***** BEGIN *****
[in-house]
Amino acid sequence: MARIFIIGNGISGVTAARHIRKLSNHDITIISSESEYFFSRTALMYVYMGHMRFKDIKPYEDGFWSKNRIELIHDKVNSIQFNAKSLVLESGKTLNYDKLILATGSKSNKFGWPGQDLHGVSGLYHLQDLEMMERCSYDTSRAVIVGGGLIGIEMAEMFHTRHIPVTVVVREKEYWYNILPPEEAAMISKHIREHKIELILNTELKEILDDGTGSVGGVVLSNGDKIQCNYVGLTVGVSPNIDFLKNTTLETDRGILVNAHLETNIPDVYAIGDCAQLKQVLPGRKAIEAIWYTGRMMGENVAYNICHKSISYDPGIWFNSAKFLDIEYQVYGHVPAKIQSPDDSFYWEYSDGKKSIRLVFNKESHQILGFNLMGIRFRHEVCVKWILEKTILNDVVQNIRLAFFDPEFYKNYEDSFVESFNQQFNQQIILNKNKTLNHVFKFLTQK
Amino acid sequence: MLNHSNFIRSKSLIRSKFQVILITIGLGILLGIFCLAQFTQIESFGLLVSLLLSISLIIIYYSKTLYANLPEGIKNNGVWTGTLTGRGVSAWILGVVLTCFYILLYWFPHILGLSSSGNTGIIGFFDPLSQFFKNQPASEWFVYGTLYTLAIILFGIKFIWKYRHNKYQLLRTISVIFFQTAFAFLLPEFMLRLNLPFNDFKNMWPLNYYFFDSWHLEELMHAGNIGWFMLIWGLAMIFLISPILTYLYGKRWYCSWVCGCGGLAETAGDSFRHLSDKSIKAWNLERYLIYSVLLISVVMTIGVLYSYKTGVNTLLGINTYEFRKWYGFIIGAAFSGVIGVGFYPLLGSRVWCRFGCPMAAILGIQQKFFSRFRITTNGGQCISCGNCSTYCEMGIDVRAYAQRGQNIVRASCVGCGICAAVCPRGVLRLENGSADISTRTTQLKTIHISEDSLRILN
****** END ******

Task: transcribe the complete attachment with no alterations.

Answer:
[in-house]
Amino acid sequence: MARIFIIGNGISGVTAARHIRKLSNHDITIISSESEYFFSRTALMYVYMGHMRFKDIKPYEDGFWSKNRIELIHDKVNSIQFNAKSLVLESGKTLNYDKLILATGSKSNKFGWPGQDLHGVSGLYHLQDLEMMERCSYDTSRAVIVGGGLIGIEMAEMFHTRHIPVTVVVREKEYWYNILPPEEAAMISKHIREHKIELILNTELKEILDDGTGSVGGVVLSNGDKIQCNYVGLTVGVSPNIDFLKNTTLETDRGILVNAHLETNIPDVYAIGDCAQLKQVLPGRKAIEAIWYTGRMMGENVAYNICHKSISYDPGIWFNSAKFLDIEYQVYGHVPAKIQSPDDSFYWEYSDGKKSIRLVFNKESHQILGFNLMGIRFRHEVCVKWILEKTILNDVVQNIRLAFFDPEFYKNYEDSFVESFNQQFNQQIILNKNKTLNHVFKFLTQK
Amino acid sequence: MLNHSNFIRSKSLIRSKFQVILITIGLGILLGIFCLAQFTQIESFGLLVSLLLSISLIIIYYSKTLYANLPEGIKNNGVWTGTLTGRGVSAWILGVVLTCFYILLYWFPHILGLSSSGNTGIIGFFDPLSQFFKNQPASEWFVYGTLYTLAIILFGIKFIWKYRHNKYQLLRTISVIFFQTAFAFLLPEFMLRLNLPFNDFKNMWPLNYYFFDSWHLEELMHAGNIGWFMLIWGLAMIFLISPILTYLYGKRWYCSWVCGCGGLAETAGDSFRHLSDKSIKAWNLERYLIYSVLLISVVMTIGVLYSYKTGVNTLLGINTYEFRKWYGFIIGAAFSGVIGVGFYPLLGSRVWCRFGCPMAAILGIQQKFFSRFRITTNGGQCISCGNCSTYCEMGIDVRAYAQRGQNIVRASCVGCGICAAVCPRGVLRLENGSADISTRTTQLKTIHISEDSLRILN